Natural killer cells induce neutrophil extracellular trap formation in venous thrombosis
François-René Bertin, Ryan N. Rys, Cedric Mathieu, Sandrine Laurance, Catherine A. Lemarié, Mark D. BlosteinJournal of Thrombosis and Haemostasis2018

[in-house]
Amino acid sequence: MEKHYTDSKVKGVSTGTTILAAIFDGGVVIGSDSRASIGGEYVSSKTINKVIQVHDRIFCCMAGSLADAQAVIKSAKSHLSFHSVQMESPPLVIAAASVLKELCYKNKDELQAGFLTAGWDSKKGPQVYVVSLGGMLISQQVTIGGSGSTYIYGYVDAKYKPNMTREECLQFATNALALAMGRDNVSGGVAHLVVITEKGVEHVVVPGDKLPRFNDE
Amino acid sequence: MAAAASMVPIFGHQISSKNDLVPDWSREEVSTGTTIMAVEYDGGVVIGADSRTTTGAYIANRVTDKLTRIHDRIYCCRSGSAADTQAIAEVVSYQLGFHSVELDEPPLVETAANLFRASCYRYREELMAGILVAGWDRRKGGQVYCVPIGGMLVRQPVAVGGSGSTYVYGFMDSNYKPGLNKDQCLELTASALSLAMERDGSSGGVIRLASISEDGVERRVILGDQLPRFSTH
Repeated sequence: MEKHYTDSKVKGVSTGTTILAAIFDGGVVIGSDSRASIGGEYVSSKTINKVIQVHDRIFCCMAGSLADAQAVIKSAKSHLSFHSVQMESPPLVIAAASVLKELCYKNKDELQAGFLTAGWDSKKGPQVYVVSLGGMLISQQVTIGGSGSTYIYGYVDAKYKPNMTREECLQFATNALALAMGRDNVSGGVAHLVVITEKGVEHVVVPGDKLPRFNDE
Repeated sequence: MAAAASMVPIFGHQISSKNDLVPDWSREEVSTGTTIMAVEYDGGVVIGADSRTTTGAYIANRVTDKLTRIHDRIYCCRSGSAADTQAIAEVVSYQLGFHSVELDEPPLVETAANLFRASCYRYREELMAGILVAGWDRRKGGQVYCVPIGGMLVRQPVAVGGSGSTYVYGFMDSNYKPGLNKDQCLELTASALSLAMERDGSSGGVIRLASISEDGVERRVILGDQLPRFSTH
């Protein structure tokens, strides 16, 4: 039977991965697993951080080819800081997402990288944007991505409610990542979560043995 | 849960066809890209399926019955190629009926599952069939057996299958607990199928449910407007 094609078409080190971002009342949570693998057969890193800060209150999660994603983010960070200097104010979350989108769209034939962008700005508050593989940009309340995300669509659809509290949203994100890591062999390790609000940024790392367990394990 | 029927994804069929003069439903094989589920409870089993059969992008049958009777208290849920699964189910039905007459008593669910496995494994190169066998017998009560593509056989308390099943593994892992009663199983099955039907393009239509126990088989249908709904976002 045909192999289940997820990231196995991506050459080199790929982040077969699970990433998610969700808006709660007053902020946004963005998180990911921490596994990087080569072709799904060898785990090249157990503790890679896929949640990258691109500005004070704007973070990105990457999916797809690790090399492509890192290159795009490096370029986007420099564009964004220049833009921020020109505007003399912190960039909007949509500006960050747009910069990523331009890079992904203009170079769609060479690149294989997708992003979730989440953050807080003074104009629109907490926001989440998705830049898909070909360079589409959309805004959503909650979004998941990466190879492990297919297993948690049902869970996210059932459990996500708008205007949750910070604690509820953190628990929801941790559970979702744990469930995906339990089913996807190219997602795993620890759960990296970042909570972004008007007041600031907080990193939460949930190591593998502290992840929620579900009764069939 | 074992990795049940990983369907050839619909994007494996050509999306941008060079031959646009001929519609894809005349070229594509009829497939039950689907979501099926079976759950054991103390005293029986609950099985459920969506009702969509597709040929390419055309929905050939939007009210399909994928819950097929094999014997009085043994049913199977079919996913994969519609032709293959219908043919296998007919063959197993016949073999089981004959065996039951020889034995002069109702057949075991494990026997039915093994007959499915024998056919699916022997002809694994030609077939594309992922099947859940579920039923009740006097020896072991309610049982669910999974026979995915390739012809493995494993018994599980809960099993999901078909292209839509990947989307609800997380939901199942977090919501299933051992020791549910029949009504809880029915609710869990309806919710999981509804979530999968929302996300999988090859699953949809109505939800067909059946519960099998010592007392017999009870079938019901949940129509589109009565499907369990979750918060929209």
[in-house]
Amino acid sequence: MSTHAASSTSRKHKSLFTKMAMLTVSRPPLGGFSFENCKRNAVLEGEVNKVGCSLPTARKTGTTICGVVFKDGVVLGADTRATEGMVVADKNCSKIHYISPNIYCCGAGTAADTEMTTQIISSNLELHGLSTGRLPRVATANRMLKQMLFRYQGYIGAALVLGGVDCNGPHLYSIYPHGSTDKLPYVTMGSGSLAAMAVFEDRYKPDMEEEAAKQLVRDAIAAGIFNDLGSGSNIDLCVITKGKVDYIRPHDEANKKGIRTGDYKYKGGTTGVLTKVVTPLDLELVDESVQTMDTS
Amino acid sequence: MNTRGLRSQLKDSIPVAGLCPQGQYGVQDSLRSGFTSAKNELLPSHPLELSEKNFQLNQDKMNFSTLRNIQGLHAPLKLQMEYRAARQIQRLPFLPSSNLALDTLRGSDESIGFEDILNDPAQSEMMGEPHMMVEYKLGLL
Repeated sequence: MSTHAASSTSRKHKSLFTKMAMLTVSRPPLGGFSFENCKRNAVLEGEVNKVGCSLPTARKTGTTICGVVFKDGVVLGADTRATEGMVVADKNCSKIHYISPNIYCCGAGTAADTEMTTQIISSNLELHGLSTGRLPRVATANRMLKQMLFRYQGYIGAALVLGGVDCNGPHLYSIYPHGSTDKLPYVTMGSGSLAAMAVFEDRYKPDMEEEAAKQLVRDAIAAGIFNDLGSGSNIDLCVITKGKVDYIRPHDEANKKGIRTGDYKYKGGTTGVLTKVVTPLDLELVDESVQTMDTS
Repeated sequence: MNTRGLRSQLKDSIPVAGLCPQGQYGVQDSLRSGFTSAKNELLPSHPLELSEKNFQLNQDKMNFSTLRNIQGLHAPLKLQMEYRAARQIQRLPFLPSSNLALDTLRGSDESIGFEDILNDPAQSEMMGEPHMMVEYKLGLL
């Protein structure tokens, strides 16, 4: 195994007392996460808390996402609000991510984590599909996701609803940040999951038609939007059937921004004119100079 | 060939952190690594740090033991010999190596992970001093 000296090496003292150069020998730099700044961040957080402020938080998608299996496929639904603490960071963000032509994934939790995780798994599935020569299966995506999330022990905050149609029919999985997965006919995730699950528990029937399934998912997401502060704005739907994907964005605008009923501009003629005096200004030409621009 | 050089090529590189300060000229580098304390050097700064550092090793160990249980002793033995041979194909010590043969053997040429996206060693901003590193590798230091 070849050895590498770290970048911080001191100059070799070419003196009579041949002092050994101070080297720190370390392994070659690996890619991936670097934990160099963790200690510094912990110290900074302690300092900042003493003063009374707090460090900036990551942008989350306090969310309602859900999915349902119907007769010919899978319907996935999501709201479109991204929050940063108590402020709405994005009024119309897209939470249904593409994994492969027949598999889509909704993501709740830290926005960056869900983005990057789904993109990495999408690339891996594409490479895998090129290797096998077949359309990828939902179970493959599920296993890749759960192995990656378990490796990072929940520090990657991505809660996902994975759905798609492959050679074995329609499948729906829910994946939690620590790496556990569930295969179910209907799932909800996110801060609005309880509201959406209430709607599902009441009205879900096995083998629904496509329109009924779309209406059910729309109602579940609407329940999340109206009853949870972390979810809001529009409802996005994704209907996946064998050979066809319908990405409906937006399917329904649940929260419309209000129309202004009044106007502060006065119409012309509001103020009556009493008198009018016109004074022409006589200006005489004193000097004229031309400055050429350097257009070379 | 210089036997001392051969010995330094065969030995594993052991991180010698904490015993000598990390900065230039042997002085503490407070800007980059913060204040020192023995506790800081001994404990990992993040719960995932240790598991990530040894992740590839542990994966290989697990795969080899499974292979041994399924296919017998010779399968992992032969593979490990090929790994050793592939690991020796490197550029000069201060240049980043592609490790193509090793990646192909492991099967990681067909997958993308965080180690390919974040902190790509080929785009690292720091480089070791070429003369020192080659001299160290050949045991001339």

Summary. Background: Neutrophils contribute to venous thrombosis through the release of neutrophil extracellular traps (NETs), but the mechanism triggering their formation remains unclear. In vitro data show that interferon (IFN)-c induces the formation of NETs. Objectives: To determine whether IFN-c and the transcription factor Tbox expressed on T cells (Tbet) promote venous thrombosis through neutrophil activation. Methods: Venous thrombosis was induced by flow restriction in the inferior vena cava in IFN-c/ , Tbet / or wild-type (WT) mice. After 48 h, thrombus size was measured by the use of high-frequency ultrasound. NET formation was determined by immunofluorescence. Results and Conclusions: Thrombus formation was reduced in Tbet / and IFNc / mice, suggesting that Tbet/IFN-c-expressing cells are required for venous thrombosis. The number of NETs formed during thrombosis was significantly lower in Tbet / and IFN-c/ mice. NET formation was also decreased in WT mice treated with an IFN-c-blocking antibody. Injection of recombinant IFN-c into IFN-c/ mice rescued the phenotype. Natural killer (NK) cells were specifically depleted prior to venous thrombosis induction. NK cell depletion results in decreased NET formation and smaller thrombi, suggesting that NK cells are required for thrombus development. In depleted mice, adoptive transfer of WT NK cells induced a similar thrombosis burden as in WT mice. In contrast, adoptive transfer of IFN-c / NK cells resulted in thrombi similar in size to those in depleted mice. In vitro, we showed that WT neutrophils released fewer NETs when they were cocultured with IFN-c/ NK cells. This study demonstrates that NK cell-dependent IFN-c production is crucial for thrombus development by promoting the formation of NETs by neutrophils.